The Story

So many of us have dreams and aspirations for our lives, but while they seem to come true for some people, most of us find ourselves “stuck” in our situations without a way out. What is it that seems to make some people more successful in accomplishing what they envision of doing, while others just don’t seem to be able to hit the ground running?

In trying to find out for myself in recent months, I have come to discover that it isn’t what you think it might be. When I talked to friends and co-workers their answers to the question would be: “Well, the successful just had the luck of the draw in that they had more money to back up their dreams and were able to spend time off to work to make it happen” or “Those people must not have families or loved ones to take care of and have the ability to be ‘irresponsible’ in spending the time and money it takes to fulfill their dream”. Time, money, connections and luck seem to be the major things needed according to my poll in what it takes to succeed.

But when I started looking at the ones who had done what I am striving to accomplish, the stories never seemed to line up with the above sentiment. Rarely have the “successful” people gotten to their goal easily. Most had to work hard, make major sacrifices and fail a few times along the way.

When asked, how they were able to get started and more importantly, how they were able to keep going, the answer always seemed to be the commitment they made to see their dreams come alive. Their commitment to get out of their head of finding reasons why they could not possibly succeed, and replace them with question like “What do I need today, to bring me one step closer to where I want to be?” or “Am I able to get uncomfortable and move forward despite having no idea, if what I have in mind will ever work out?”

For the longest time, my inner dialogue resembled that of the critic of the successful. I stood on the sidelines of their work and judged what they must or must not have that allowed them to do something, I was simply not privy to. I wrapped myself in stories of self-doubt and not being enough. When I did step out of my comfort zone, the feeling of not knowing enough was a sure fire move of my mind to drag me back into the comfort zone.

But then I realized, if I finally want to step away from the sidelines and take ownership of my own life, I need to be willing to give up the comfort for good. I needed to step out and own my vision, no matter what this might entail. Although, I am generally not a huge fan of hero like movies, I am starting to see the reason why the hero is always sent on a quest, before succeeding in her mission. It is through the journey, through the quest that we can know for sure that what we have set out to accomplish is truly our vision. What may be demons, tricksters, and other ill-meaning creatures in fiction can be represented in the form of all kinds of outside and self-imposed obstacles on our real-life journey. Often there are several parts in a fictional story, in which the hero contemplates giving up and turning around. We tend to cheer for the person, who fights all odds and goes on to accomplish great things. What if we acknowledged that the people, who care about us would do the same for our journeys?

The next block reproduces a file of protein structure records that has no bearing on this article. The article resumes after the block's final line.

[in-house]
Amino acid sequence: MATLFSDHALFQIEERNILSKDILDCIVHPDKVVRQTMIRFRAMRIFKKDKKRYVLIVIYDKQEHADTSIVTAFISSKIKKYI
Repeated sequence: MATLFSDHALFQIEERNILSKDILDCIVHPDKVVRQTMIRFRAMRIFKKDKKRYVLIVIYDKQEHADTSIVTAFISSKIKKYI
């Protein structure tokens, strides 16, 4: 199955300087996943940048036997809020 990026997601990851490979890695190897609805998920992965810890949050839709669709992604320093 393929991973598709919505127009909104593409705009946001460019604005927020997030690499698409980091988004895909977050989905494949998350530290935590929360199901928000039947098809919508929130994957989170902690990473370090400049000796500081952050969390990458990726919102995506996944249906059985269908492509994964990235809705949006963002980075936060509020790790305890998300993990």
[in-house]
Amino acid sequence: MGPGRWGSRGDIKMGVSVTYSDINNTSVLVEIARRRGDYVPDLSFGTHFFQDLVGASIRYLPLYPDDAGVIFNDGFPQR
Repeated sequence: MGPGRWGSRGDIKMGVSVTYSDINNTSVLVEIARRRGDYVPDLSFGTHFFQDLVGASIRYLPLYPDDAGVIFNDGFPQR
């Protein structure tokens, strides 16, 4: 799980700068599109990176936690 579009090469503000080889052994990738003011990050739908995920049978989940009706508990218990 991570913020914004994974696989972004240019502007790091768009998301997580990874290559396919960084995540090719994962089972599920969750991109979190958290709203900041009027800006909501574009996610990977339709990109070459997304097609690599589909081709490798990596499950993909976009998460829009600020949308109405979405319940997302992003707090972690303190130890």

Have you ever seen the radiance around people, who own their vision? They light up, when being asked about their plans. They can talk your ear off and seem obsessed, but we are drawn to their story. Even if we don’t believe in their product, we just know they have to succeed and feel that we should support them in whatever way we can.  

And with this, I am ready to commit to my own vision of setting out to support others in removing the mental obstacles and stories that prevent us from stepping into the unknown and living life to our highest potential. The vision is clear, may the quest begin!

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